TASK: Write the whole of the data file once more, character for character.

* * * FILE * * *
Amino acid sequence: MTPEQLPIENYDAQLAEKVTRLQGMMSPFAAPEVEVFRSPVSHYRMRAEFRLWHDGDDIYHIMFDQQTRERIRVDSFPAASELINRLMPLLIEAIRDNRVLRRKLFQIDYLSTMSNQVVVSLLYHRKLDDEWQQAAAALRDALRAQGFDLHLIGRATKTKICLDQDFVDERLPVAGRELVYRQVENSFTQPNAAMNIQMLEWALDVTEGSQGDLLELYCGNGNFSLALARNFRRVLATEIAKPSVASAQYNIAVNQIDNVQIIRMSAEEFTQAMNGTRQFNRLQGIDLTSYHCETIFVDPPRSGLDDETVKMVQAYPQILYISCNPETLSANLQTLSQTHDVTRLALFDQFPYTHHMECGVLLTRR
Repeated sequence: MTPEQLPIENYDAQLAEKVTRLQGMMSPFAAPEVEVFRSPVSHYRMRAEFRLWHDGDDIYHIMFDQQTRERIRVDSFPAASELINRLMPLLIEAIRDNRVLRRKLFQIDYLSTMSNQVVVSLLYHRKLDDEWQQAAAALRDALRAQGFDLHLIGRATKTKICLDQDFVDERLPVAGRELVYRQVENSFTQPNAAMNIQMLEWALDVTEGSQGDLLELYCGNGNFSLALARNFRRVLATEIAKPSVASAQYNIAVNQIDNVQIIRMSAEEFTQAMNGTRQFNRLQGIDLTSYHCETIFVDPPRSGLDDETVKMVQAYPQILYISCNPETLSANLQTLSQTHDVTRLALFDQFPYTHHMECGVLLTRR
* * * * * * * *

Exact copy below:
Amino acid sequence: MTPEQLPIENYDAQLAEKVTRLQGMMSPFAAPEVEVFRSPVSHYRMRAEFRLWHDGDDIYHIMFDQQTRERIRVDSFPAASELINRLMPLLIEAIRDNRVLRRKLFQIDYLSTMSNQVVVSLLYHRKLDDEWQQAAAALRDALRAQGFDLHLIGRATKTKICLDQDFVDERLPVAGRELVYRQVENSFTQPNAAMNIQMLEWALDVTEGSQGDLLELYCGNGNFSLALARNFRRVLATEIAKPSVASAQYNIAVNQIDNVQIIRMSAEEFTQAMNGTRQFNRLQGIDLTSYHCETIFVDPPRSGLDDETVKMVQAYPQILYISCNPETLSANLQTLSQTHDVTRLALFDQFPYTHHMECGVLLTRR
Repeated sequence: MTPEQLPIENYDAQLAEKVTRLQGMMSPFAAPEVEVFRSPVSHYRMRAEFRLWHDGDDIYHIMFDQQTRERIRVDSFPAASELINRLMPLLIEAIRDNRVLRRKLFQIDYLSTMSNQVVVSLLYHRKLDDEWQQAAAALRDALRAQGFDLHLIGRATKTKICLDQDFVDERLPVAGRELVYRQVENSFTQPNAAMNIQMLEWALDVTEGSQGDLLELYCGNGNFSLALARNFRRVLATEIAKPSVASAQYNIAVNQIDNVQIIRMSAEEFTQAMNGTRQFNRLQGIDLTSYHCETIFVDPPRSGLDDETVKMVQAYPQILYISCNPETLSANLQTLSQTHDVTRLALFDQFPYTHHMECGVLLTRR